For 4.7 million Americans, a knee replacement is the answer to a common problem. Aging and injuries can cause joint pain, making daily activities — not to mention maintaining an active lifestyle — nearly impossible. Simply climbing the front steps or walking the dog can suddenly become incredibly painful undertakings.
With more and more consumers bearing some portion of the costs of this type of procedure, they want to know how much it is going to cost them. While most patients see positive outcomes after joint replacement surgery, these procedure can involve hundreds of medical device choices.
That’s why staff at Abbott Northwestern Hospital in Minneapolis, part of Allina Health, sought opportunities to reduce costs to patients and simplify processes while maintaining high-quality care. To do this, the hospital took a closer look at a core element of the knee replacement process: the new knee joint itself.
Narrowing Choices, Improving Outcomes
Historically, physicians chose the artificial joint replacements they preferred to use for each patient, and the hospital managed a complex system of buying and stocking thousands of options.
“We were managing about 15,000 different part numbers, each with different charge codes,” said Ginny Borncamp, director of contracting and purchasing for Allina Health, supporting all its hospitals and clinics. “It was very inefficient from an operations standpoint. So there were many good reasons, beyond the costs of the artificial knees themselves, to reduce variation in the parts that surgeons were using.”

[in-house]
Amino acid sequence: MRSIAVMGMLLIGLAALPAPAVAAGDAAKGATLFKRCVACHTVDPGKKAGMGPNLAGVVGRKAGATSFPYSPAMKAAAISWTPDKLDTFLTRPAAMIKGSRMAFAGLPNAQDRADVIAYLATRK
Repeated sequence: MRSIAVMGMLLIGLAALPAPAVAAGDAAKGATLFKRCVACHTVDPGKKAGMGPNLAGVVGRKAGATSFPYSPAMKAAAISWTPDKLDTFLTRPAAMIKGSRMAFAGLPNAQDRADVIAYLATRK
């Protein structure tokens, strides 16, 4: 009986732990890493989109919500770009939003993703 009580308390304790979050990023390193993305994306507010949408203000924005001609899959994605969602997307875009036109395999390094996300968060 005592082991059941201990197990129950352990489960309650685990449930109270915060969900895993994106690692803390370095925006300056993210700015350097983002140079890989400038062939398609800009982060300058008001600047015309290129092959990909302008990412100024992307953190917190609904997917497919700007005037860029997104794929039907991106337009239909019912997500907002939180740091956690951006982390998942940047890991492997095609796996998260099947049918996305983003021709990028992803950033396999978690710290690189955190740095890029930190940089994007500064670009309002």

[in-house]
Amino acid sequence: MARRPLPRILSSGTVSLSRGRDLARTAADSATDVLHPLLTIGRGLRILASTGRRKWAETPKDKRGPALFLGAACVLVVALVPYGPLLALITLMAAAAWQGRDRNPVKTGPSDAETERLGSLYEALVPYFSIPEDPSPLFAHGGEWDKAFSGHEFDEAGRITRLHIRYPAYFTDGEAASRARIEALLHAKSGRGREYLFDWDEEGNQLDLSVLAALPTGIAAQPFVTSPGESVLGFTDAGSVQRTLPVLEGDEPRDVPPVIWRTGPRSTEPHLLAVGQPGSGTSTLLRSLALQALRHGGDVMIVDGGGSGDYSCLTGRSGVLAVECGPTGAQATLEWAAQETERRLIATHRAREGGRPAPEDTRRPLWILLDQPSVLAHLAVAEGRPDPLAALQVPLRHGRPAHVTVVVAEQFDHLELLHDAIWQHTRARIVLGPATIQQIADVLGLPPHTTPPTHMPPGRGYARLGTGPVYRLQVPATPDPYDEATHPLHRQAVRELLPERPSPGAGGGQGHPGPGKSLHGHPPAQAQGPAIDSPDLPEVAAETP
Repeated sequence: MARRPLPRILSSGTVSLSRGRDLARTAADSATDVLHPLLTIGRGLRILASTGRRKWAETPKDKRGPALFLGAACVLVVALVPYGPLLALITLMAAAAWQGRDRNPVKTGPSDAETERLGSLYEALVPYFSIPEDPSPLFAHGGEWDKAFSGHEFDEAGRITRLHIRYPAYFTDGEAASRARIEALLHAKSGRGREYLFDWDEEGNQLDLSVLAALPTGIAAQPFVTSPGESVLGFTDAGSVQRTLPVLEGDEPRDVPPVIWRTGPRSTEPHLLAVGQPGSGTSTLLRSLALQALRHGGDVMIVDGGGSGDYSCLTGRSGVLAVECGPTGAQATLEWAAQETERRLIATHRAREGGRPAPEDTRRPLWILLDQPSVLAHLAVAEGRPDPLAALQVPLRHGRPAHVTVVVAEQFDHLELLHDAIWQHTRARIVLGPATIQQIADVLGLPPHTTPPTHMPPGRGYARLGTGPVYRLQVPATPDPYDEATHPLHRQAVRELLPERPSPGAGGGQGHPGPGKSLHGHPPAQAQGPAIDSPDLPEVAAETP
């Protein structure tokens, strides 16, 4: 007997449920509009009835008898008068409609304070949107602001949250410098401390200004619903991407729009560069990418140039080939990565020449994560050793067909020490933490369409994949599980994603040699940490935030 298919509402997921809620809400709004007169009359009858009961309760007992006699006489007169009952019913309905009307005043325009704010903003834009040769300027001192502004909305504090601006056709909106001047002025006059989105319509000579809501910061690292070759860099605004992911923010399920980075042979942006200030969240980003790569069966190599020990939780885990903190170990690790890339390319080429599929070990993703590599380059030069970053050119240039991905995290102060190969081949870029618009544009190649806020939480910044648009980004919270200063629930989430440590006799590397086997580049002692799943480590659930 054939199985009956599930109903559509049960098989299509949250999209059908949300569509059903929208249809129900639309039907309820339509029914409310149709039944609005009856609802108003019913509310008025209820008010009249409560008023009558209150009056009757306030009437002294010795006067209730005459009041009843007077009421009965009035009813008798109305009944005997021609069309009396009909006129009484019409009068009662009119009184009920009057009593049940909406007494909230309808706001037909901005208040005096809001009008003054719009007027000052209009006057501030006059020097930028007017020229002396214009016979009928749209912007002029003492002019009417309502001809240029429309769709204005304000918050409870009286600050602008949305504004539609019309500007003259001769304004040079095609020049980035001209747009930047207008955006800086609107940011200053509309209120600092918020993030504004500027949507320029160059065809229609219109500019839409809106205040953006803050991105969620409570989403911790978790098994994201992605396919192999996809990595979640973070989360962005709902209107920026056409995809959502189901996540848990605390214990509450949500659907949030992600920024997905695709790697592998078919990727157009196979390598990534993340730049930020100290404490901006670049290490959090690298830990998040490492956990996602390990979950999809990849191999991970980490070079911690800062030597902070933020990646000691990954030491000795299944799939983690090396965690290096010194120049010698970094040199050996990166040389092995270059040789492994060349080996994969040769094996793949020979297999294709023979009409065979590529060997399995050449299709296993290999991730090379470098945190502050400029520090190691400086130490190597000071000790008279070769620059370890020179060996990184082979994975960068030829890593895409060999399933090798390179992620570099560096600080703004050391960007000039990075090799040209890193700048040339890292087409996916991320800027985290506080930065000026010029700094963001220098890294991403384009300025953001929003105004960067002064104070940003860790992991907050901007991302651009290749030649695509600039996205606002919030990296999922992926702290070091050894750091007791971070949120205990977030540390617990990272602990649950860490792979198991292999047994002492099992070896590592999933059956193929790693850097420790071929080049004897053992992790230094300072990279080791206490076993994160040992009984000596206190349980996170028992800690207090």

Borncamp and a team of advisory surgeons were determined to improve cost savings for the patient without sacrificing quality outcomes. They considered the cost and quality of thousands of products before electing to offer surgeons two manufacturers for each category of artificial joint.
“After establishing the new options, we had a three-month transition period so all the doctors could try the new products,” said Borncamp. “It went pretty smoothly. I think they felt we were careful in selecting a smaller number of high-quality implants that would support good outcomes for their patients. We worked through any concerns the doctors had, and they’ve truly made this project a success.
Reduced Cost with No Change to High Quality
Six months after the transition, Borncamp worked with quality analysts at Allina Health to review data and evaluate the results of the new joint replacements. They focused on common complications that might arise after joint replacement surgery, including dislocations and infections. The team was pleased to discover the new joints showed no change in quality.
“Those were the main complications you might attribute to a new implant,” said Borncamp. “And to see that reducing options to this narrower list had done nothing to reduce our high level of quality —that was very reassuring.”
Learn more about how Minnesota’s hospitals are working to keep their communities healthy while keeping health care costs low by watching this video.